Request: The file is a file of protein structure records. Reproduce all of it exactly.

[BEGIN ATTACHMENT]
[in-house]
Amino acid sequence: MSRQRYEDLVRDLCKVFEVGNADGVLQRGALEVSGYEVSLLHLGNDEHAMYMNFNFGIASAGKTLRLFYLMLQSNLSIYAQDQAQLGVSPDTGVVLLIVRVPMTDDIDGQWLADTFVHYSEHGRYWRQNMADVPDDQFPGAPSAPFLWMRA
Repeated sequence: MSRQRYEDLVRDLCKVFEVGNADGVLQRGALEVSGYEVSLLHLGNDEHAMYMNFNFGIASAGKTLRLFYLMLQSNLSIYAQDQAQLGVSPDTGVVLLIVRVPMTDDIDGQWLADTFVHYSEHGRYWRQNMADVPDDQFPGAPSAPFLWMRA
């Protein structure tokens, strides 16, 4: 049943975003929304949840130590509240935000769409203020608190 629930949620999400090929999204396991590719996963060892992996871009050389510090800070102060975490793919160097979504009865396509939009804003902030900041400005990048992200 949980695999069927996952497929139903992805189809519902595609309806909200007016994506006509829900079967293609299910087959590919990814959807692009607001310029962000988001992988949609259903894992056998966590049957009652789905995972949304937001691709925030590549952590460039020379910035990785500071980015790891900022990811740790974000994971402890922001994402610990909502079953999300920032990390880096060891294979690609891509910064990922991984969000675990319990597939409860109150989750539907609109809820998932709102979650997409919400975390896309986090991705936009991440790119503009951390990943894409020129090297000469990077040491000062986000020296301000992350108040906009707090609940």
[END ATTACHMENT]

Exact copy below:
[in-house]
Amino acid sequence: MSRQRYEDLVRDLCKVFEVGNADGVLQRGALEVSGYEVSLLHLGNDEHAMYMNFNFGIASAGKTLRLFYLMLQSNLSIYAQDQAQLGVSPDTGVVLLIVRVPMTDDIDGQWLADTFVHYSEHGRYWRQNMADVPDDQFPGAPSAPFLWMRA
Repeated sequence: MSRQRYEDLVRDLCKVFEVGNADGVLQRGALEVSGYEVSLLHLGNDEHAMYMNFNFGIASAGKTLRLFYLMLQSNLSIYAQDQAQLGVSPDTGVVLLIVRVPMTDDIDGQWLADTFVHYSEHGRYWRQNMADVPDDQFPGAPSAPFLWMRA
């Protein structure tokens, strides 16, 4: 049943975003929304949840130590509240935000769409203020608190 629930949620999400090929999204396991590719996963060892992996871009050389510090800070102060975490793919160097979504009865396509939009804003902030900041400005990048992200 949980695999069927996952497929139903992805189809519902595609309806909200007016994506006509829900079967293609299910087959590919990814959807692009607001310029962000988001992988949609259903894992056998966590049957009652789905995972949304937001691709925030590549952590460039020379910035990785500071980015790891900022990811740790974000994971402890922001994402610990909502079953999300920032990390880096060891294979690609891509910064990922991984969000675990319990597939409860109150989750539907609109809820998932709102979650997409919400975390896309986090991705936009991440790119503009951390990943894409020129090297000469990077040491000062986000020296301000992350108040906009707090609940």